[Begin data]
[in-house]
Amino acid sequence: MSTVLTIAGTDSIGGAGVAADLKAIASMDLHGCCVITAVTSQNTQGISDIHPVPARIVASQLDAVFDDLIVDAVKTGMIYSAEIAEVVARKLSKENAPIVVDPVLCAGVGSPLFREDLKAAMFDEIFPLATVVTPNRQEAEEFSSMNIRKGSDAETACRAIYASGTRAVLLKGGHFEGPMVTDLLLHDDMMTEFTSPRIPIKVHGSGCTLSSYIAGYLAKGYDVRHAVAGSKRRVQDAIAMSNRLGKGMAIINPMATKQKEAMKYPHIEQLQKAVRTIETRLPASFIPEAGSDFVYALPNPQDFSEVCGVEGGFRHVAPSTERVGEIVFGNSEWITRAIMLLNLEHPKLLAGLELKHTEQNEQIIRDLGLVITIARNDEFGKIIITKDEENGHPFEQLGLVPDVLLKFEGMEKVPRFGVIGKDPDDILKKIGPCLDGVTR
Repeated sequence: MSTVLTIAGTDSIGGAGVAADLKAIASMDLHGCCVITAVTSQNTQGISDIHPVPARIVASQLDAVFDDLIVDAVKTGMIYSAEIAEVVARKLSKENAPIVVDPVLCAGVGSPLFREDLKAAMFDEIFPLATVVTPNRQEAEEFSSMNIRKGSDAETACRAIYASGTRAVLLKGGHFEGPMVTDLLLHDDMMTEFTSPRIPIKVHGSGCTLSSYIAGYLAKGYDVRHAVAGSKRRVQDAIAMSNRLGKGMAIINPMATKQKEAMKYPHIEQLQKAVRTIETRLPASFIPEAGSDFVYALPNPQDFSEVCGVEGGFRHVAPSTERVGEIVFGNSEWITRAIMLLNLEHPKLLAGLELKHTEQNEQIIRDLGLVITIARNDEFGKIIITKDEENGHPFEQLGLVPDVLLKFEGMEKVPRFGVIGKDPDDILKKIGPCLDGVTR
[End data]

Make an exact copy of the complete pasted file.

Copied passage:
[in-house]
Amino acid sequence: MSTVLTIAGTDSIGGAGVAADLKAIASMDLHGCCVITAVTSQNTQGISDIHPVPARIVASQLDAVFDDLIVDAVKTGMIYSAEIAEVVARKLSKENAPIVVDPVLCAGVGSPLFREDLKAAMFDEIFPLATVVTPNRQEAEEFSSMNIRKGSDAETACRAIYASGTRAVLLKGGHFEGPMVTDLLLHDDMMTEFTSPRIPIKVHGSGCTLSSYIAGYLAKGYDVRHAVAGSKRRVQDAIAMSNRLGKGMAIINPMATKQKEAMKYPHIEQLQKAVRTIETRLPASFIPEAGSDFVYALPNPQDFSEVCGVEGGFRHVAPSTERVGEIVFGNSEWITRAIMLLNLEHPKLLAGLELKHTEQNEQIIRDLGLVITIARNDEFGKIIITKDEENGHPFEQLGLVPDVLLKFEGMEKVPRFGVIGKDPDDILKKIGPCLDGVTR
Repeated sequence: MSTVLTIAGTDSIGGAGVAADLKAIASMDLHGCCVITAVTSQNTQGISDIHPVPARIVASQLDAVFDDLIVDAVKTGMIYSAEIAEVVARKLSKENAPIVVDPVLCAGVGSPLFREDLKAAMFDEIFPLATVVTPNRQEAEEFSSMNIRKGSDAETACRAIYASGTRAVLLKGGHFEGPMVTDLLLHDDMMTEFTSPRIPIKVHGSGCTLSSYIAGYLAKGYDVRHAVAGSKRRVQDAIAMSNRLGKGMAIINPMATKQKEAMKYPHIEQLQKAVRTIETRLPASFIPEAGSDFVYALPNPQDFSEVCGVEGGFRHVAPSTERVGEIVFGNSEWITRAIMLLNLEHPKLLAGLELKHTEQNEQIIRDLGLVITIARNDEFGKIIITKDEENGHPFEQLGLVPDVLLKFEGMEKVPRFGVIGKDPDDILKKIGPCLDGVTR